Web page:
When someone comes to you wondering if they have a vocation how best can you help them to understand what it might mean for their life? The dictionary defines discern as: to separate, to sort out, and to sift through. It is a time when you allow yourselves to be open to God’s will.

When someone comes to you wondering if they have a vocation….

  1. Listen to the story – and help them listen to it. It may still be tentative, hesitant. For many this early sense of call is a niggle or itch – an idea from somewhere or someone that won’t go away. They may be very ambivalent. Receive it reverently. Listen to it carefully. Affirm their faithfulness in asking the question. They may need a lot of reassuring about God’s good purposes for them wherever this leads. Sometimes the idea may just need quietly holding while getting on with life. It will grow in its own time. But keep in touch with them.
  2. Where the call feels more definite and requires a response – It helps if there is one person who is committed to journeying with them, keeping in touch and meeting with them regularly. Part of the discernment at this point lies in knowing what aspects of faith and understanding need building up. Be alert that they may label the call in a particular way (to be a Reader, or to be ordained), when they are not aware of the nature of the great variety of ministries. Help them to explore and experience various possibilities and be aware yourself of all the options.
  3. Challenge, realism and honesty – Spell out the cost, demands and requirements of this path. Do not hide this. Jesus didn’t. Where it is clear that someone’s call is misguided or unrealistic there needs to be honesty. It is better to take the hard decisions early. It may be important to test your conviction with the discernment of others.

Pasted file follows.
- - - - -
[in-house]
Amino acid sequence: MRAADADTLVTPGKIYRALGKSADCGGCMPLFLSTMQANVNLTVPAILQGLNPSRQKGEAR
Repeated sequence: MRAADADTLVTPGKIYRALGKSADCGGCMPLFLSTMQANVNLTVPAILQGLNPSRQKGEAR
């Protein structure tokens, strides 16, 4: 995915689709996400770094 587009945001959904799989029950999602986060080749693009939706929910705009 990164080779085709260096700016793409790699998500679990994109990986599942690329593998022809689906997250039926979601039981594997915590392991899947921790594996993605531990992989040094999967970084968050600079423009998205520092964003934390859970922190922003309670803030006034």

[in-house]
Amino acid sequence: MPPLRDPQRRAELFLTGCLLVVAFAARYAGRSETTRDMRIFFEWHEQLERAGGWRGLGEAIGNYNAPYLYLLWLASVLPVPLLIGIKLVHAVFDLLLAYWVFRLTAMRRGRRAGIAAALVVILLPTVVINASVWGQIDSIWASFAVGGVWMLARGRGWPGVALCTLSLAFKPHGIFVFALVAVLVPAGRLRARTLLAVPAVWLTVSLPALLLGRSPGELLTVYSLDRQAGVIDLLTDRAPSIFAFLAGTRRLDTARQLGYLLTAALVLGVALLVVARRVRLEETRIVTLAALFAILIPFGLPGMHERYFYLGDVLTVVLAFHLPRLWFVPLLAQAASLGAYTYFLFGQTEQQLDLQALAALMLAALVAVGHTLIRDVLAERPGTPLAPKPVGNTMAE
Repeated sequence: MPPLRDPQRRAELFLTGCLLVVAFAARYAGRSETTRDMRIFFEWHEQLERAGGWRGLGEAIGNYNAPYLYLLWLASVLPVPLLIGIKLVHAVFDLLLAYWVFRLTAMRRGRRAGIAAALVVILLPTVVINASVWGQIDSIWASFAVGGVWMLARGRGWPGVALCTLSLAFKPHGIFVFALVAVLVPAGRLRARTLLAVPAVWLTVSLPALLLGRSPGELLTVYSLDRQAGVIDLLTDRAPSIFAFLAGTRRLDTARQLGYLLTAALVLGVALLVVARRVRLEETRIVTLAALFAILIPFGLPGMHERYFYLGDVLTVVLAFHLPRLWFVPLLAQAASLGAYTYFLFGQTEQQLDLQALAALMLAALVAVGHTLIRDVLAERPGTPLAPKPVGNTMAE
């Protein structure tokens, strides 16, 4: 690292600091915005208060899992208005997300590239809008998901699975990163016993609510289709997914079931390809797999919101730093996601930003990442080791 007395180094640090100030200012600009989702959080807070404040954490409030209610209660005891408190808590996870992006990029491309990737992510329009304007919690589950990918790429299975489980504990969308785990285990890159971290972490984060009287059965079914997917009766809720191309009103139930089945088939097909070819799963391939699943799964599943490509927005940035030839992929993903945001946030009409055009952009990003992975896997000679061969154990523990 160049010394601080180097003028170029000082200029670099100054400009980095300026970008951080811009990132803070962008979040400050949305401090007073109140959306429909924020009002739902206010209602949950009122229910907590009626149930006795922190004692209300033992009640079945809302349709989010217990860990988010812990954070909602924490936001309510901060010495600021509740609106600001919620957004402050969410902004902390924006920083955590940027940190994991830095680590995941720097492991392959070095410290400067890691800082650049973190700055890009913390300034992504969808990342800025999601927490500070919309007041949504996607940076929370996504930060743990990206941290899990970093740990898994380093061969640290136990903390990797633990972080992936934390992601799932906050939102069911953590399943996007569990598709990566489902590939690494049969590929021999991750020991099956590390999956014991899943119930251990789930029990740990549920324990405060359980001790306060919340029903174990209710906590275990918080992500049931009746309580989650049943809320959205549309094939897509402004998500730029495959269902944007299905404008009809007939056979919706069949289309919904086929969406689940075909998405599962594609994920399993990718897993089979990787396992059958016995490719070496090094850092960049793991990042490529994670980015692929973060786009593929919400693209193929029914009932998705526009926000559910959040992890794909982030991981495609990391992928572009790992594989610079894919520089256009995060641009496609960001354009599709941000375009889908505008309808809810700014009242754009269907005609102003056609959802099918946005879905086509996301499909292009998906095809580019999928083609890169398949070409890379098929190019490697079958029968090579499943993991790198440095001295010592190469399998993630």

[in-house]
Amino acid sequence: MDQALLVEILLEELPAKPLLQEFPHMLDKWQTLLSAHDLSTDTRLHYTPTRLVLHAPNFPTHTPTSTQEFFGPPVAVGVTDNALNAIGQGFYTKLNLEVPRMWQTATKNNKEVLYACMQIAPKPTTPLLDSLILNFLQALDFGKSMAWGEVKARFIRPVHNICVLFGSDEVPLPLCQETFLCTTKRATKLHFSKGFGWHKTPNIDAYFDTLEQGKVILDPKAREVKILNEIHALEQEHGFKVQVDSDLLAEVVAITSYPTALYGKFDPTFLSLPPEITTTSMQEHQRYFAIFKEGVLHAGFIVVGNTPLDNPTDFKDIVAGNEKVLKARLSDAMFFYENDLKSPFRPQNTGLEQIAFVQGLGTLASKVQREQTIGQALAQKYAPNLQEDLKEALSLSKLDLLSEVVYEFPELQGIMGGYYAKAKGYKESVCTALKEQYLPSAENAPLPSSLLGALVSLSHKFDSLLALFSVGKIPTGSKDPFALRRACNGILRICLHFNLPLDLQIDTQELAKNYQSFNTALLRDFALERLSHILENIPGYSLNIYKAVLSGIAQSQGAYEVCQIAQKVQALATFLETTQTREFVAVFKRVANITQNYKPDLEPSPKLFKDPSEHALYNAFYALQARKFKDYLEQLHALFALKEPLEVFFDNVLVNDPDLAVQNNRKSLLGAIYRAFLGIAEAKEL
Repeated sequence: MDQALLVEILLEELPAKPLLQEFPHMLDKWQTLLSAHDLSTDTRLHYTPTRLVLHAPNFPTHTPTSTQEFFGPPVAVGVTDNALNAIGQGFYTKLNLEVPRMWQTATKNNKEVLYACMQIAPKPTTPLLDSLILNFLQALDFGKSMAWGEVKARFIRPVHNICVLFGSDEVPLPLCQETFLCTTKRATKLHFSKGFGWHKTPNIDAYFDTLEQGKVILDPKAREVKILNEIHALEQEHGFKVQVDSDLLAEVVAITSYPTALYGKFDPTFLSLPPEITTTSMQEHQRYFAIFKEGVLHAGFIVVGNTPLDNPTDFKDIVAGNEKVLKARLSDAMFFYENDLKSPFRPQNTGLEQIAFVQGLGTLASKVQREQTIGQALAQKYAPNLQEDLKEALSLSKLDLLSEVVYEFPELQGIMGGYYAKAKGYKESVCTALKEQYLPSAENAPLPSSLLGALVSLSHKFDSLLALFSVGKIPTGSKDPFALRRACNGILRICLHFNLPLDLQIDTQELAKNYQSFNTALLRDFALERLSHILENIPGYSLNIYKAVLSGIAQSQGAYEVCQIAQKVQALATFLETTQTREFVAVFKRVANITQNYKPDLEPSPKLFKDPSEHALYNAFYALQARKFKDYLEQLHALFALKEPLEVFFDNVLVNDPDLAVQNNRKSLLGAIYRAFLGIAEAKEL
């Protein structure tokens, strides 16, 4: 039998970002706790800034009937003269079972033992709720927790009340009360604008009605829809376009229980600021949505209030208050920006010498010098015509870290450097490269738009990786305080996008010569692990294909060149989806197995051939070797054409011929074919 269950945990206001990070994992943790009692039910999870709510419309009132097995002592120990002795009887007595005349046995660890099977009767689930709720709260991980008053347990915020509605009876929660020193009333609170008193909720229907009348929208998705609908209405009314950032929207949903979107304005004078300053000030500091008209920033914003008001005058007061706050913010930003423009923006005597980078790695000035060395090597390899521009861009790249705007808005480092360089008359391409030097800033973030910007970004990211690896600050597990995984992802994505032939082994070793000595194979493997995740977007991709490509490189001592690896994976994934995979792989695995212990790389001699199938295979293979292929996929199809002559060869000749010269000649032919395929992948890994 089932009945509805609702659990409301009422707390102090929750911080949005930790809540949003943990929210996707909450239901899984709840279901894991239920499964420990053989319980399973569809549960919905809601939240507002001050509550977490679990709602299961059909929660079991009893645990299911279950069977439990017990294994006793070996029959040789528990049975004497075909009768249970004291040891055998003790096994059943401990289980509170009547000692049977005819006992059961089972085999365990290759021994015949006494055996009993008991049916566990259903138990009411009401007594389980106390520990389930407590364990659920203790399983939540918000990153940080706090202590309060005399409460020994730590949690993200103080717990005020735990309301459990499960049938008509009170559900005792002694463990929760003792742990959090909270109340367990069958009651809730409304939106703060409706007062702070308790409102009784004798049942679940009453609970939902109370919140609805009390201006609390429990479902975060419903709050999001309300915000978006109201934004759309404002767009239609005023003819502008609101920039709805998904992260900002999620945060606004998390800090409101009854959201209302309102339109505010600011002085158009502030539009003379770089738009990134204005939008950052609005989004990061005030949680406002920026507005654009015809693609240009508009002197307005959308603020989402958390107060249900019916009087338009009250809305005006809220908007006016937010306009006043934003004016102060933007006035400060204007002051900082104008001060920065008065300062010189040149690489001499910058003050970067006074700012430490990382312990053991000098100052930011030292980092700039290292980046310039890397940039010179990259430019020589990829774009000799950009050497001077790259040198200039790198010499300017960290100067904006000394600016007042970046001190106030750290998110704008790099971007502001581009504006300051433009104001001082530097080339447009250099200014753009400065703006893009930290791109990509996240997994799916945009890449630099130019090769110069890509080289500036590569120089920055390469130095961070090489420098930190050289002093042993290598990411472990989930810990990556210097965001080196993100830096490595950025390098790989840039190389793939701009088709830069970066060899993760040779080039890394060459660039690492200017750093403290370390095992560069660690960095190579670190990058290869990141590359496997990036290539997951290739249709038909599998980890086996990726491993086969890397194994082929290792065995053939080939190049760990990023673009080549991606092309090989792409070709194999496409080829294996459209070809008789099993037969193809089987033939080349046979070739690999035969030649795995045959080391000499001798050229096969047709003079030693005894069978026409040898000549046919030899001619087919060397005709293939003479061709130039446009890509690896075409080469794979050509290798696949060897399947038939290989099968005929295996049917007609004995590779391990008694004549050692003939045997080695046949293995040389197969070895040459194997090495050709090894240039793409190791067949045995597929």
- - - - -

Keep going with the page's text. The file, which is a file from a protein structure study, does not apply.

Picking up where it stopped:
4. Feeding the call – The intuition or hunch needs nourishment if it is to grow and reveal itself as something solid. Guided and relevant reading will be important. Some diocesan vocations departments organise reading groups. Places for shared learning and exploring work well for many and feel less dauntingly ‘academic’.
  5. Calling and the Church of England – Many come with a deep sense of call but have little actual knowledge of the particular historic expression of the Christian church they belong to and within which they may be ordained to serve. They have little or no awareness of wider church life and tradition beyond the one they belong to. Are there experienced lay and ordained people they could begin to explore this with?
  6. Practising the vocation – A vocation grows as it is practised and tested. If the candidate is not doing so already, are there areas of ministry they could gain experience in – preaching, leading home groups, taking a leadership role, evangelism etc.? Give them clear support and feedback as they reflect on their experiences.
  7. Spiritual development – Discernment is the journey of prayer and life in the Spirit. It is much more than listing gifts and experience. If the candidate does not already have a spiritual director this would be helpful. Some dioceses and resource agencies organise guided quiet days where people can learn to listen and pray about their calling. Helping the candidate to develop a disciplined pattern of prayer and bible reading is a priority.
  8. Practical issues – The call may throw up questions for quite practical reasons. A parent with young children or someone whose partner does not share their faith may well benefit from talking with others in ministry who understand their situation and can share how it might work for them.
  9. Interceding – It sounds obvious but do ensure there is somewhere the candidates are being prayed for regularly by name.
  10. Every calling is unique and unfolds in the imagination, mystery and will of God. This must be paramount however pressing the needs of church and whatever strategies for vocation and recruitment that guide the process.